Good morning southern Colorado and here's what you need to know on your Tuesday, June 29.
If you'd like to read the full story, be sure to click on the story headline.
Today is going to be generally warmer and less stormy than what we saw on Monday. As a trough axis pulls away from Colorado, we'll still keep enough energy in our mountains for spotty storms, but weak winds up above mean they won't move into the I-25 corridor very well.
A stray storm in Colorado Springs or Trinidad is possible today, but very few storms will leave the mountains. We'll see a high of 72 in Colorado Springs and 80 in Pueblo.
Wednesday looks a little better for scattered storms in the afternoon, not only in the mountains but along the I-25 corridor.
A variant form of COVID-19 has arrived in southern Colorado as the El Paso County Health Department reports 109 confirmed cases of the Delta coronavirus in the county, plus another 10 cases reported by Pueblo County Health.
The Pueblo Health Department said this variation of the virus is concerning because of how contagious it is and the reduced effectiveness of treatments and vaccines against it. It's too early to tell what impacts the variant could have on Pueblo.
"We are waiting to see, we are watching this very closely. Obviously, number one is to get people vaccinated so they can prevent the spread of any variant from alpha through delta. We obviously want people to stop the spread of the infection. We still want people to use the prevention strategies we also know work," Dr. Christopher Urbina with the Pueblo Department of Public Health and Environment said.
The Pueblo Health Department also said the variant has likely been in Pueblo for some time and more cases are likely.
Funeral services, procession to be held Tuesday for Officer Gordon Beesley
Tuesday morning, a funeral service will be held to honor Officer Gordon Beesley, the Arvada police officer killed in a shooting in Olde Town June 21.
A procession will also take place ahead of the funeral services beginning approximately 8:15 - 8:30 a.m. The route will proceed as follows:
- Begin at I-25 and Highway 7
- West on Highway 7
- South on North 119th Street
- North 119th Street turns into 120th Street
- West on South Boulder Road to Flatirons Community Church
The procession route will cause road closures, and drivers are advised to avoid the above areas between 8 - 10 a.m.
The public can be on any public property along the procession route to show their support. The Arvada Police Department reminds anyone interested in coming out to show support to ensure they find a safe location and avoid private property unless there's permission to be there.
The funeral services will be held in a private ceremony at Flatirons Community Church in Lafayette beginning at 10 a.m.
Only family, public safety and invited guests will be allowed into the church. The ceremony will be streamed live on the KOAA News App for streaming devices, KOAA's social media pages and website.
There is an ugly change to one of the spots in Colorado Springs where people go to enjoy the natural beauty. Someone painted 'Houston 2021' on a rock formation along Lower Gold Camp Road parking pull-off 7.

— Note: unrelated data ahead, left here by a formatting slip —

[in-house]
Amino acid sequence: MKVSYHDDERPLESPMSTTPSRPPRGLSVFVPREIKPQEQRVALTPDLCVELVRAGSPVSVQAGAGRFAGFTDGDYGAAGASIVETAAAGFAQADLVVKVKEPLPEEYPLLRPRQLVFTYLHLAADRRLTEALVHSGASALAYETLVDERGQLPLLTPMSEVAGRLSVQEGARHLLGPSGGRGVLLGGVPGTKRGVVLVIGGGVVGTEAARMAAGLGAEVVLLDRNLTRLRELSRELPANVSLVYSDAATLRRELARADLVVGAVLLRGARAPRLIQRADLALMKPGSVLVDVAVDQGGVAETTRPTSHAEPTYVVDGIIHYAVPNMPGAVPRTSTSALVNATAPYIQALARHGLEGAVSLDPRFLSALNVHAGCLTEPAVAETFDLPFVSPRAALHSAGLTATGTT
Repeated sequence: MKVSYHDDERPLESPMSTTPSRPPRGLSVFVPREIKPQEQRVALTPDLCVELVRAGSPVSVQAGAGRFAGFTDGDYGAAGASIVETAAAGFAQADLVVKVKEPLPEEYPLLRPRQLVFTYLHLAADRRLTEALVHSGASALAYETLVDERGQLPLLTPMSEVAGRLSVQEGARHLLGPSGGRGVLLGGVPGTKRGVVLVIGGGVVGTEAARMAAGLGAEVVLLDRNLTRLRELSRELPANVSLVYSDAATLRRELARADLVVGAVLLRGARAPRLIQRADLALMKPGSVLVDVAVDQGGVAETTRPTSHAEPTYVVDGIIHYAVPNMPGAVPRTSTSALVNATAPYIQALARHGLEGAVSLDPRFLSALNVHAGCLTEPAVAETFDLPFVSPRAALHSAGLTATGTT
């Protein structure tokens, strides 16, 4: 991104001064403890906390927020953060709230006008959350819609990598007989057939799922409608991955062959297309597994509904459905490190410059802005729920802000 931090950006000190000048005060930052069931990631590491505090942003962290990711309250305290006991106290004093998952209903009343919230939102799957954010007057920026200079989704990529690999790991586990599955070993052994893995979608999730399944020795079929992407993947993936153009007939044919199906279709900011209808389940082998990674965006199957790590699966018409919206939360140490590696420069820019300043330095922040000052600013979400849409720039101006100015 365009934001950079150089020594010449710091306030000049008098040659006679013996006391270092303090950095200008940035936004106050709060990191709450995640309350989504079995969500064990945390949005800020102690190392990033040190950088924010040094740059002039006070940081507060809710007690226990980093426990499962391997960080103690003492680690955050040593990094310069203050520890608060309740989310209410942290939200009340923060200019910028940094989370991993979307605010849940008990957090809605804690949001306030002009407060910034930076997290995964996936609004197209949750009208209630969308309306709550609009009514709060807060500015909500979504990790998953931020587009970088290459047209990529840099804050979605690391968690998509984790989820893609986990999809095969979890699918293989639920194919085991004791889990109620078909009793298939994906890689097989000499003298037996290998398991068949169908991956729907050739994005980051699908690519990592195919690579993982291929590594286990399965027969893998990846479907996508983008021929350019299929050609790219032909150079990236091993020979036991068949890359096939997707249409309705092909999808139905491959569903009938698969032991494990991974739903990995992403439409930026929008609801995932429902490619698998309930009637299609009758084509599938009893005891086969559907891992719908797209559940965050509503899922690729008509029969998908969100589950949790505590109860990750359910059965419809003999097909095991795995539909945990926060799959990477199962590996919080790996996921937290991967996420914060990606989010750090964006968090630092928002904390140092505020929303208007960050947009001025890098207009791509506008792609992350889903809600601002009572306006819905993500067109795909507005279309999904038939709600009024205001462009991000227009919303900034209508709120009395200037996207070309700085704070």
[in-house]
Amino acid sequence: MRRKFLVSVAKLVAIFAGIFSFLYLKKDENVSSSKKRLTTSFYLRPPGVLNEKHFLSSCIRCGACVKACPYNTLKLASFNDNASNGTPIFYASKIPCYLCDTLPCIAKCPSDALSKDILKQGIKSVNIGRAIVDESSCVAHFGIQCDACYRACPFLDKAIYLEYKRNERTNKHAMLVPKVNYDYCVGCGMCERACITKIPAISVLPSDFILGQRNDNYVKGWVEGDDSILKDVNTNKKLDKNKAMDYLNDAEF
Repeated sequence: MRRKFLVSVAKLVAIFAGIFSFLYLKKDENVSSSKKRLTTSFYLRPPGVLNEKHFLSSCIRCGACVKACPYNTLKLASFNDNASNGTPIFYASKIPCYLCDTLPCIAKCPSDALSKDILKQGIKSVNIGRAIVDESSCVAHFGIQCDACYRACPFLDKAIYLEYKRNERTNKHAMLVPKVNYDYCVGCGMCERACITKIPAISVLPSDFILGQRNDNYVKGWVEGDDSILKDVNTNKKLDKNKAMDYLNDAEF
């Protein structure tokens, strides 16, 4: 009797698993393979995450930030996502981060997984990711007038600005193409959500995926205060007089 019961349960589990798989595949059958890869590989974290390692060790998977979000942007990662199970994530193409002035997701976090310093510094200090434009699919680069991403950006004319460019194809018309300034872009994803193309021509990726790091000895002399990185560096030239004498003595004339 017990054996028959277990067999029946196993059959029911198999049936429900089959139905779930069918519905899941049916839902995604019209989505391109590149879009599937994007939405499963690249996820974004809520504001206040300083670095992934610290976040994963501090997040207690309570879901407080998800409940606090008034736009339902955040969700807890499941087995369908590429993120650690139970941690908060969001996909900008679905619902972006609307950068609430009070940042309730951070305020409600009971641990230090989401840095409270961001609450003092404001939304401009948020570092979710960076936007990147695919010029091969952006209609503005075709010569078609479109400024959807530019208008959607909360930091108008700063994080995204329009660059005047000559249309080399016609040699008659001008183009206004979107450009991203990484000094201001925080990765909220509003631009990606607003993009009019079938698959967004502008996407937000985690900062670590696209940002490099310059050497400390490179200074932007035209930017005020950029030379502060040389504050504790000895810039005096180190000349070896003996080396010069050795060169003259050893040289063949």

More often than not graffiti vandals move in quickly when no one is around. With this case, police have a possible lead as a witness snapped photos of the graffiti and two people leaving in a truck with Texas plates.
"I always say do what you’re comfortable with. Never put yourself in danger to stop somebody from defacing a rock formation,” said Sergeant Jason Newton with Colorado Springs Police Department, “This person, in this case, took a picture, was able to report it to us--great. Now we have evidence we can go and confront that person and hold them accountable."
Older foster youth who leave the system will now have more support and resources after Governor Jared Polis signed a bill into law that aims to support foster youth in transition to adulthood.
HB21-1094 also known as theFoster Youth In Transition Program allows foster youth who meet eligibility criteria to continue receiving certain child welfare services. Returning to foster care would mean access to Medicaid, housing, case management, employment, education, acquisition of driver’s licenses and identification documents, and more.
Hope and Home Director of Child and Family Services Marian Percy says the more support youth can receive at a young age, the more likely they'll have a better start to life. "They have a higher risk of homelessness, sex trafficking, and prison. It's just really difficult, and many of them have children themselves who come into our system," said Percy.
She says there are resources for young adults, but they are very limited. "So you end up with a lot of youth on the street, couch surfing, living with relatives, or living in their car. They are just not equipped and don't have the natural supports that they need," said Percy.
Percy is looking forward to the new law, and the resources that young adults will now be able to utilize.
Alissa Smith with Inside Out Youth Services says the new law will also help LGBTQ+ youth who are over-represented in the foster care system. "LGBTQ+ youth, especially youth of color are more likely to fall through cracks in the system. They might not have the familial support to access housing, employment, healthcare, especially aging out of the foster care system. So having something like this that's going to give them the support system, give them check-ins and consistent adult contact is going to be so important to them to become successful adults," said Smith.